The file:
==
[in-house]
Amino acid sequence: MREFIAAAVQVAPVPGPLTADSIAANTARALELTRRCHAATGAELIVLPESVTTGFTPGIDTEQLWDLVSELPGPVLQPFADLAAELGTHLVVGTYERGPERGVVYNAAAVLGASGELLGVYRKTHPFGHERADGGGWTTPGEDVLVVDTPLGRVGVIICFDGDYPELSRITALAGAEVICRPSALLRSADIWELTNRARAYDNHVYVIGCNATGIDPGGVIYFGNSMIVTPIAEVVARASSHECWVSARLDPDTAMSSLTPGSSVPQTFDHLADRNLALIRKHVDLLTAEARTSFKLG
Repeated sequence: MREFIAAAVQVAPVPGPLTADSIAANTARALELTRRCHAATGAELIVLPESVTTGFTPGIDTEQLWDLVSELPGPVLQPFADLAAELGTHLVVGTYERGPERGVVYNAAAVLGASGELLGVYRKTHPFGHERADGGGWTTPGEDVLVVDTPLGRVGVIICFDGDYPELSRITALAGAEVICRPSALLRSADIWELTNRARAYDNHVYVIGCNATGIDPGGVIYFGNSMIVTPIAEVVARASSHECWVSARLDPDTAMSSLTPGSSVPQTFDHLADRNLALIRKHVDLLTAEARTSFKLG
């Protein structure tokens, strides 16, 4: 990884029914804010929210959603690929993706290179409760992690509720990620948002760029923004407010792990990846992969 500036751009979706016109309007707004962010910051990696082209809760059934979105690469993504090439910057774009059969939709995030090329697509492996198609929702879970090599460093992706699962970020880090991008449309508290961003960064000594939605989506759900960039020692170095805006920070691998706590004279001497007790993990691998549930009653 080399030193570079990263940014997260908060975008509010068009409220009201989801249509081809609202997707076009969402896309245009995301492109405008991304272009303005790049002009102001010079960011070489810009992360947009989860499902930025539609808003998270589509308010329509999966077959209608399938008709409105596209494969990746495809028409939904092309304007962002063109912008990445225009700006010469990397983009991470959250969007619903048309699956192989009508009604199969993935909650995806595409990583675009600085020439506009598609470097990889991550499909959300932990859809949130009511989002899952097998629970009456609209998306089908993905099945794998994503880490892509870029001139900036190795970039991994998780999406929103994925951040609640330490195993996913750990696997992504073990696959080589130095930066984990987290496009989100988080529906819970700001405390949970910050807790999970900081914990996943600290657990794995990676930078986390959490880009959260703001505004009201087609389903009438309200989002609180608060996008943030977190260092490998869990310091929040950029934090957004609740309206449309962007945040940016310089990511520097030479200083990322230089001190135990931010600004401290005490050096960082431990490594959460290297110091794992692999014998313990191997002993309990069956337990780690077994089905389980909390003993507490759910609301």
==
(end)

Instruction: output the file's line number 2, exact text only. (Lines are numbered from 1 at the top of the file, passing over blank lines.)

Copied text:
Amino acid sequence: MREFIAAAVQVAPVPGPLTADSIAANTARALELTRRCHAATGAELIVLPESVTTGFTPGIDTEQLWDLVSELPGPVLQPFADLAAELGTHLVVGTYERGPERGVVYNAAAVLGASGELLGVYRKTHPFGHERADGGGWTTPGEDVLVVDTPLGRVGVIICFDGDYPELSRITALAGAEVICRPSALLRSADIWELTNRARAYDNHVYVIGCNATGIDPGGVIYFGNSMIVTPIAEVVARASSHECWVSARLDPDTAMSSLTPGSSVPQTFDHLADRNLALIRKHVDLLTAEARTSFKLG